We are now concluding five straight days of rain on the southern High Plains, but sugarcane aphids are still with us. I spent some time today collecting infested leaves and examining the aphids under a microscope, and I have to report that I can't find any evidence of the fungi that hammered populations on the Gulf Coast. (Although I will keep monitoring the situation.) Most of the aphid colonies I observed looked just fine, and there were some beneficial insects like syrphid fly and lady beetle larvae feeding on them. Dr. Katelyn Kesheimer, IPM Agent in Lubbock and Crosby counties, took 7 Day After Treatment data in a sugarcane aphid efficacy trial yesterday between rain events, and she reported that there was a slight decrease in aphid numbers on the untreated plots, but nothing to write home about.
So the rains did not really reduce the number of aphids, but, significantly, the cooler temperatures slowed them down. Aphid development and reproduction is slower in cooler temperatures, so the explosive population growth potential is not going to be here until we get significantly warmer. The practical effect of this is that fields that still require treatment, or will require treatment, do not have to be sprayed as quickly as they would be in hotter conditions. This is good for a few reasons, one of which is that it will pay to wait a few days.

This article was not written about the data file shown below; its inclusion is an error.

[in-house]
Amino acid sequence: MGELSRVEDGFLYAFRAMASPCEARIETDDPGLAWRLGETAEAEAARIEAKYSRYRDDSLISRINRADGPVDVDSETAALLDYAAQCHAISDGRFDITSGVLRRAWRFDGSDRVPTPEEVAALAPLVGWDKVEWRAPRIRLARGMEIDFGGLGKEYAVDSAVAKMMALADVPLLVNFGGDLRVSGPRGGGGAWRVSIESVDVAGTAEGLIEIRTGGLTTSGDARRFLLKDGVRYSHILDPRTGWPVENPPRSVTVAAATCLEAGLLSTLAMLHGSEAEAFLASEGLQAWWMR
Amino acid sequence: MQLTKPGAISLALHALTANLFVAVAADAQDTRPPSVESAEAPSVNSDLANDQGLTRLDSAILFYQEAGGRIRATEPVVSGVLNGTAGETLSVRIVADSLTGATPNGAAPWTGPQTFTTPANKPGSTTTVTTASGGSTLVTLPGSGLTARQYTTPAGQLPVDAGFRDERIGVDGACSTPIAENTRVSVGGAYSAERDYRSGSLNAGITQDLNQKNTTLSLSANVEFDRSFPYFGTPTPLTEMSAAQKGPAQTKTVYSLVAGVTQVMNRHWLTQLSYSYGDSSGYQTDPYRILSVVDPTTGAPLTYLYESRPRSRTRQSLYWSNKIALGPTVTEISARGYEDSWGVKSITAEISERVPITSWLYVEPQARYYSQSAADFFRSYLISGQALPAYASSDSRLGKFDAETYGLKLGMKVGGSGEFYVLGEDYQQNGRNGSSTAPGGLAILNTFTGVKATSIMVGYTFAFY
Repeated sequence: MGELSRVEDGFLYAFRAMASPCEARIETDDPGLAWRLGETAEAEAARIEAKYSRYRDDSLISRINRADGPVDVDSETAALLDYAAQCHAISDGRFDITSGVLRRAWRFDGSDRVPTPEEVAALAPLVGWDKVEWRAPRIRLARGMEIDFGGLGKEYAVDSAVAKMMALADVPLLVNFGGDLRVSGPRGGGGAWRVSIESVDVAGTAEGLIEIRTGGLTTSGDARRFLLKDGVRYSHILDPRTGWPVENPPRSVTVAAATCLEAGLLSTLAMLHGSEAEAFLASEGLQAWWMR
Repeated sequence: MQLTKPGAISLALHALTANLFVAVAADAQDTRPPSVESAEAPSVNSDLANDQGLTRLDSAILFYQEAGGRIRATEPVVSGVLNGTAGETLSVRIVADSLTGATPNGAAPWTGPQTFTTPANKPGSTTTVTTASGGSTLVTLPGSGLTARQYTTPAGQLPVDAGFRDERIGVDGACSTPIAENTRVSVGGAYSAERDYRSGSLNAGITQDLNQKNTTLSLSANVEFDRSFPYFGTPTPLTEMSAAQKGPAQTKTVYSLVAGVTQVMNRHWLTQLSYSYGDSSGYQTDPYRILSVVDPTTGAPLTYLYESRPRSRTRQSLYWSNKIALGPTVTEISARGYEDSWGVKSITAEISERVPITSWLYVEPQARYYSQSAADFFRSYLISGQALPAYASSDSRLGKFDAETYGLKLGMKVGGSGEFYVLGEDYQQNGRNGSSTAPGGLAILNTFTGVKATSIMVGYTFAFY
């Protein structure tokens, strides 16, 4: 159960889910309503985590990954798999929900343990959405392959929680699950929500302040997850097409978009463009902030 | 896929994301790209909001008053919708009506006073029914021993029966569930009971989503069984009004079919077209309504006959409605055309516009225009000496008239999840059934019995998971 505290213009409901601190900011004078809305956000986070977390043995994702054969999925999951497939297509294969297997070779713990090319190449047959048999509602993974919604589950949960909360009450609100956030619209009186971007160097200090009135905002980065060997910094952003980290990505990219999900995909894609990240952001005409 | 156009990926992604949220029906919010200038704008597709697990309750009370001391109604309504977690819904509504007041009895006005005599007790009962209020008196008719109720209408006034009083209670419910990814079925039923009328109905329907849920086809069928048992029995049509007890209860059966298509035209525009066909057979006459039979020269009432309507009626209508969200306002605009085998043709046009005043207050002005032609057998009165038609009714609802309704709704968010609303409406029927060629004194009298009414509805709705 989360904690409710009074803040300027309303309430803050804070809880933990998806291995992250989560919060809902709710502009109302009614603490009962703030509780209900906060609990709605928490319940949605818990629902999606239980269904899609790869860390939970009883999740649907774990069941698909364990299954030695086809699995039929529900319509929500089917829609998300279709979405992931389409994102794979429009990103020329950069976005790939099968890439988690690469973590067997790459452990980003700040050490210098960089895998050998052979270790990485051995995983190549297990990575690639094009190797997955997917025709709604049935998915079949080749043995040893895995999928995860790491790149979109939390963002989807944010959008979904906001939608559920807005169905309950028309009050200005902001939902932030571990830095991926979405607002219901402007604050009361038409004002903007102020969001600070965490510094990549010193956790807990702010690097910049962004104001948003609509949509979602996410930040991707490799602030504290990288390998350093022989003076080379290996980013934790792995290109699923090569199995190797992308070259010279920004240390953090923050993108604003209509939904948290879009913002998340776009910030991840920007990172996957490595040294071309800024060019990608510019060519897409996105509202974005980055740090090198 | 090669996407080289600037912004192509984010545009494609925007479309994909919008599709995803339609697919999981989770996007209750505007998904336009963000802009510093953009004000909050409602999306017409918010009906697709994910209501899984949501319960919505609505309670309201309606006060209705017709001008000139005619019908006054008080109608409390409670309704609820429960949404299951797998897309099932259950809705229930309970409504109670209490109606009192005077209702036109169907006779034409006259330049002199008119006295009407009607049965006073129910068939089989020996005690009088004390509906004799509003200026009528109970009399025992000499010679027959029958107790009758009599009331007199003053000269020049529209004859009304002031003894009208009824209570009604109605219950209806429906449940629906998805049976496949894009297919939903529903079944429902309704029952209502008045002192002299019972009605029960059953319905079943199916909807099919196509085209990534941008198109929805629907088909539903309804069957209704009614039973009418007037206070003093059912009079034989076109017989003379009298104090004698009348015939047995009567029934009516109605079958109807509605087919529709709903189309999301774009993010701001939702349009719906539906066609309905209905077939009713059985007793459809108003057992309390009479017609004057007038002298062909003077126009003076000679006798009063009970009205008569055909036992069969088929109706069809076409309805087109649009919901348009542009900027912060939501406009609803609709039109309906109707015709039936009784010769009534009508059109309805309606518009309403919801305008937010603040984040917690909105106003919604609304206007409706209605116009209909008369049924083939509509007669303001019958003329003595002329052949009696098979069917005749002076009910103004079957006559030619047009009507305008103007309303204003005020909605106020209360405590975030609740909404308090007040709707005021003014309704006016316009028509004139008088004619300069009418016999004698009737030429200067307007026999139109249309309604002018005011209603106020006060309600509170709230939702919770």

We know that our insecticides do not work as well when it is cold, or, put another way, they work better when it is warm. Current predictions put the warmest days next week as Sunday - Tuesday, and then Friday - Sunday. If an application needs to be made, make it during the window of warmest days. Given that we don't really have hot weather in the forecast, it would not be a good idea to cut insecticide rates in the face of these moderate temperatures.
Dr. Kesheimer included a generic formulation of imidacloprid in her efficacy trial because growers are using it due mostly to its relatively low cost and a marketing push. We already have older data that this off-label insecticide does not provide good sugarcane aphid control, and her 7DAT data are reinforcing what we already know. Transform and Sivanto remain the effective sugarcane aphid insecticides.